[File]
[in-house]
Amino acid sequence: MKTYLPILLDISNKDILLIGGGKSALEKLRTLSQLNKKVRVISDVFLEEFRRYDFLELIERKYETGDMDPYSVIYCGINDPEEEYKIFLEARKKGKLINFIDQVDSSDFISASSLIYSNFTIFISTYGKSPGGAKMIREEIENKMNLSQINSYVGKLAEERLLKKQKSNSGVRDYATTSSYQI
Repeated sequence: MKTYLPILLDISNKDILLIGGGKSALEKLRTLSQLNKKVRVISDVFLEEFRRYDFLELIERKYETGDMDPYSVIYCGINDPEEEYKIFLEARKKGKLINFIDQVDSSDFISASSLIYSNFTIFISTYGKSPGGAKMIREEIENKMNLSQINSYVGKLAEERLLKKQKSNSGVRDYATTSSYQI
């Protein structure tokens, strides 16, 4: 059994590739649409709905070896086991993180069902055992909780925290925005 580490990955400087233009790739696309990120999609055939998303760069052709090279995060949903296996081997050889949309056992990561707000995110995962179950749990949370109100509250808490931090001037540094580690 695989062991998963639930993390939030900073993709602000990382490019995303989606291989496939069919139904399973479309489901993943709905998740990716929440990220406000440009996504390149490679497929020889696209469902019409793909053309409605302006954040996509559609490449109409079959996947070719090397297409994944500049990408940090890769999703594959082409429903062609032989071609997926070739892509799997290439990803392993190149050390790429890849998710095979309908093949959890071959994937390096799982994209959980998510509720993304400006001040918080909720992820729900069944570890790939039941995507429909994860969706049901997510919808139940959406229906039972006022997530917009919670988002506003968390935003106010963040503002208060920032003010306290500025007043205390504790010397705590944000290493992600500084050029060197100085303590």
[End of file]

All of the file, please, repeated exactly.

[in-house]
Amino acid sequence: MKTYLPILLDISNKDILLIGGGKSALEKLRTLSQLNKKVRVISDVFLEEFRRYDFLELIERKYETGDMDPYSVIYCGINDPEEEYKIFLEARKKGKLINFIDQVDSSDFISASSLIYSNFTIFISTYGKSPGGAKMIREEIENKMNLSQINSYVGKLAEERLLKKQKSNSGVRDYATTSSYQI
Repeated sequence: MKTYLPILLDISNKDILLIGGGKSALEKLRTLSQLNKKVRVISDVFLEEFRRYDFLELIERKYETGDMDPYSVIYCGINDPEEEYKIFLEARKKGKLINFIDQVDSSDFISASSLIYSNFTIFISTYGKSPGGAKMIREEIENKMNLSQINSYVGKLAEERLLKKQKSNSGVRDYATTSSYQI
């Protein structure tokens, strides 16, 4: 059994590739649409709905070896086991993180069902055992909780925290925005 580490990955400087233009790739696309990120999609055939998303760069052709090279995060949903296996081997050889949309056992990561707000995110995962179950749990949370109100509250808490931090001037540094580690 695989062991998963639930993390939030900073993709602000990382490019995303989606291989496939069919139904399973479309489901993943709905998740990716929440990220406000440009996504390149490679497929020889696209469902019409793909053309409605302006954040996509559609490449109409079959996947070719090397297409994944500049990408940090890769999703594959082409429903062609032989071609997926070739892509799997290439990803392993190149050390790429890849998710095979309908093949959890071959994937390096799982994209959980998510509720993304400006001040918080909720992820729900069944570890790939039941995507429909994860969706049901997510919808139940959406229906039972006022997530917009919670988002506003968390935003106010963040503002208060920032003010306290500025007043205390504790010397705590944000290493992600500084050029060197100085303590």